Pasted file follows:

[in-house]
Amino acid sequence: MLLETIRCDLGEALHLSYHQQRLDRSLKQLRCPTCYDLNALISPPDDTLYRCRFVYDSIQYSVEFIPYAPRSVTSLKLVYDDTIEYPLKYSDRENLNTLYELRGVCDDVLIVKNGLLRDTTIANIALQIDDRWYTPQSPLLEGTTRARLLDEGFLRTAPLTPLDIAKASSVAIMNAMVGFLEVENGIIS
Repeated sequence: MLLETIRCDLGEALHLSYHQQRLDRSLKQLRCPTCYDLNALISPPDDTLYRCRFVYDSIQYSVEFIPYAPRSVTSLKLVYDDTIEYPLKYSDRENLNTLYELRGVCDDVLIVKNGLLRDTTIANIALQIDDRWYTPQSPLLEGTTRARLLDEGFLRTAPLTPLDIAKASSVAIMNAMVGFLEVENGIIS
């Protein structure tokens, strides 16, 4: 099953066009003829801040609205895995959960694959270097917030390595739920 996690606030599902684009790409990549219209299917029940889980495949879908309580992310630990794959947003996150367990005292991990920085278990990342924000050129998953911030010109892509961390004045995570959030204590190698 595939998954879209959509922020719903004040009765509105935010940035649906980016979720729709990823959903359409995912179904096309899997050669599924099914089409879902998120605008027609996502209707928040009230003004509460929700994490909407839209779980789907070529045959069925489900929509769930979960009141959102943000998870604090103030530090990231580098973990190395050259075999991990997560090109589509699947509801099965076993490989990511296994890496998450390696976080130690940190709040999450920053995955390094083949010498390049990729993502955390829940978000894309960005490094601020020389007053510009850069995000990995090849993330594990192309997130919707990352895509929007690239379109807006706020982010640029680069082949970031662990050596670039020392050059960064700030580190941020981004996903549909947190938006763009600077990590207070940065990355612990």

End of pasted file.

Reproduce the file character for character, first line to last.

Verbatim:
[in-house]
Amino acid sequence: MLLETIRCDLGEALHLSYHQQRLDRSLKQLRCPTCYDLNALISPPDDTLYRCRFVYDSIQYSVEFIPYAPRSVTSLKLVYDDTIEYPLKYSDRENLNTLYELRGVCDDVLIVKNGLLRDTTIANIALQIDDRWYTPQSPLLEGTTRARLLDEGFLRTAPLTPLDIAKASSVAIMNAMVGFLEVENGIIS
Repeated sequence: MLLETIRCDLGEALHLSYHQQRLDRSLKQLRCPTCYDLNALISPPDDTLYRCRFVYDSIQYSVEFIPYAPRSVTSLKLVYDDTIEYPLKYSDRENLNTLYELRGVCDDVLIVKNGLLRDTTIANIALQIDDRWYTPQSPLLEGTTRARLLDEGFLRTAPLTPLDIAKASSVAIMNAMVGFLEVENGIIS
């Protein structure tokens, strides 16, 4: 099953066009003829801040609205895995959960694959270097917030390595739920 996690606030599902684009790409990549219209299917029940889980495949879908309580992310630990794959947003996150367990005292991990920085278990990342924000050129998953911030010109892509961390004045995570959030204590190698 595939998954879209959509922020719903004040009765509105935010940035649906980016979720729709990823959903359409995912179904096309899997050669599924099914089409879902998120605008027609996502209707928040009230003004509460929700994490909407839209779980789907070529045959069925489900929509769930979960009141959102943000998870604090103030530090990231580098973990190395050259075999991990997560090109589509699947509801099965076993490989990511296994890496998450390696976080130690940190709040999450920053995955390094083949010498390049990729993502955390829940978000894309960005490094601020020389007053510009850069995000990995090849993330594990192309997130919707990352895509929007690239379109807006706020982010640029680069082949970031662990050596670039020392050059960064700030580190941020981004996903549909947190938006763009600077990590207070940065990355612990």